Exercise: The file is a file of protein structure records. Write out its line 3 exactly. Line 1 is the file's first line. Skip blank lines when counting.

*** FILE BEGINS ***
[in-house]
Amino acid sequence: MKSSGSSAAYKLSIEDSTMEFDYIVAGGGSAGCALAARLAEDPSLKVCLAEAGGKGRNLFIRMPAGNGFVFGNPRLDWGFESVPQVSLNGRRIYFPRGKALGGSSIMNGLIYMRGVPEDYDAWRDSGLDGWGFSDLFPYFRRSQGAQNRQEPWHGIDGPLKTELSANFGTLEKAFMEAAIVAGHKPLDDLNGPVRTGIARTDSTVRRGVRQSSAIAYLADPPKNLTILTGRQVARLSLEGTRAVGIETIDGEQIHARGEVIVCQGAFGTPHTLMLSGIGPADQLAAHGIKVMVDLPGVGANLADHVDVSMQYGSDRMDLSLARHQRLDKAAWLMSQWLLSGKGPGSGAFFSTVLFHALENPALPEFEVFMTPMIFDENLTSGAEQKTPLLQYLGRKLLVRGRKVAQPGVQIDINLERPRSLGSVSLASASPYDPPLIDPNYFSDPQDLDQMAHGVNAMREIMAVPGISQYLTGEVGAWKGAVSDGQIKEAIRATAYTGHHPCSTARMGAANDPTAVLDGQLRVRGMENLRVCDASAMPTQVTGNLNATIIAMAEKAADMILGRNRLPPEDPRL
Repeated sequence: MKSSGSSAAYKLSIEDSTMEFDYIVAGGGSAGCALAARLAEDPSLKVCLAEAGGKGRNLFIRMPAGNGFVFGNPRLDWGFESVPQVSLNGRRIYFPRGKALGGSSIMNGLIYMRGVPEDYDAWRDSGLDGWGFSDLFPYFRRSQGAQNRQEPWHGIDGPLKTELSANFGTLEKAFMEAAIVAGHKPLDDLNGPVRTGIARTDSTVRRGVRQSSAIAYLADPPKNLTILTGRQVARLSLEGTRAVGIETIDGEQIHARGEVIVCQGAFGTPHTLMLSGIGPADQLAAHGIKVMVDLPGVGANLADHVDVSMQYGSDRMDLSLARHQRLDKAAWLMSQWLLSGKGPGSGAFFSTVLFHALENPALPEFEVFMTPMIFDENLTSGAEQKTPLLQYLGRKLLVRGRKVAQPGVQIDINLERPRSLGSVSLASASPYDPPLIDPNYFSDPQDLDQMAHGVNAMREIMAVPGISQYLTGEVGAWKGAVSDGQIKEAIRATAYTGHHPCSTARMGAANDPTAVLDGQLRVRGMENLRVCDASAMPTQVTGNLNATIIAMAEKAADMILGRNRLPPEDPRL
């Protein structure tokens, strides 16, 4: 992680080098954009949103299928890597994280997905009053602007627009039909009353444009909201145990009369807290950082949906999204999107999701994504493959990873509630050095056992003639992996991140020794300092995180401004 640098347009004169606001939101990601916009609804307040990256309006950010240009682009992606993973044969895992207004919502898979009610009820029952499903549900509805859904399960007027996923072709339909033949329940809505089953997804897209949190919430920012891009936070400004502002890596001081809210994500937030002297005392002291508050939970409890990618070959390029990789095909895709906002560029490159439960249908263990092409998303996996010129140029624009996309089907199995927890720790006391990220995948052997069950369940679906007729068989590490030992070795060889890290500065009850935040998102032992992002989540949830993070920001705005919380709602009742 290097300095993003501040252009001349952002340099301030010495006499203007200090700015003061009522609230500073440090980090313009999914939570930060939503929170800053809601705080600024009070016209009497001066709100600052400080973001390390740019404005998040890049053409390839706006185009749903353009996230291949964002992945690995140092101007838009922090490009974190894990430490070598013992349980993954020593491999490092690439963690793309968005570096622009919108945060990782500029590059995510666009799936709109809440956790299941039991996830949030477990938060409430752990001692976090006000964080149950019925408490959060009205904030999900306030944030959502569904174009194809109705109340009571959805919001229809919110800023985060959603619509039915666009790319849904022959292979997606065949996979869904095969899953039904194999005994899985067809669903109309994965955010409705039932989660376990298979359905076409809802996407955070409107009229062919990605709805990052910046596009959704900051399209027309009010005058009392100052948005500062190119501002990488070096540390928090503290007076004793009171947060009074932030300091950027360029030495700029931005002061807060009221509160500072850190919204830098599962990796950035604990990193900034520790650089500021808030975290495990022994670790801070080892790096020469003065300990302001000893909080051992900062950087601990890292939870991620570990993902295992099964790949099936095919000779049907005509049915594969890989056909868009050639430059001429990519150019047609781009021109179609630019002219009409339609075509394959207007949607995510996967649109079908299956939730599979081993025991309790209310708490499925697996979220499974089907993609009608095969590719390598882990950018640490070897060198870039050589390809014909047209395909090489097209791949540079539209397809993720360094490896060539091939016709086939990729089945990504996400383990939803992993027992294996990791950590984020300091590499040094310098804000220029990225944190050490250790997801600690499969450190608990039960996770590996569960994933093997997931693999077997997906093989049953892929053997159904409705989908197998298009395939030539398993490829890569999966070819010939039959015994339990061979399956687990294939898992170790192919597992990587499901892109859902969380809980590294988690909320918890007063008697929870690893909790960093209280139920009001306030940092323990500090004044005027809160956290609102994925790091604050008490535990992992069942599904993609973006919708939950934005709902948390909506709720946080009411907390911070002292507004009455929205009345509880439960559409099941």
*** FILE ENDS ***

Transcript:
Repeated sequence: MKSSGSSAAYKLSIEDSTMEFDYIVAGGGSAGCALAARLAEDPSLKVCLAEAGGKGRNLFIRMPAGNGFVFGNPRLDWGFESVPQVSLNGRRIYFPRGKALGGSSIMNGLIYMRGVPEDYDAWRDSGLDGWGFSDLFPYFRRSQGAQNRQEPWHGIDGPLKTELSANFGTLEKAFMEAAIVAGHKPLDDLNGPVRTGIARTDSTVRRGVRQSSAIAYLADPPKNLTILTGRQVARLSLEGTRAVGIETIDGEQIHARGEVIVCQGAFGTPHTLMLSGIGPADQLAAHGIKVMVDLPGVGANLADHVDVSMQYGSDRMDLSLARHQRLDKAAWLMSQWLLSGKGPGSGAFFSTVLFHALENPALPEFEVFMTPMIFDENLTSGAEQKTPLLQYLGRKLLVRGRKVAQPGVQIDINLERPRSLGSVSLASASPYDPPLIDPNYFSDPQDLDQMAHGVNAMREIMAVPGISQYLTGEVGAWKGAVSDGQIKEAIRATAYTGHHPCSTARMGAANDPTAVLDGQLRVRGMENLRVCDASAMPTQVTGNLNATIIAMAEKAADMILGRNRLPPEDPRL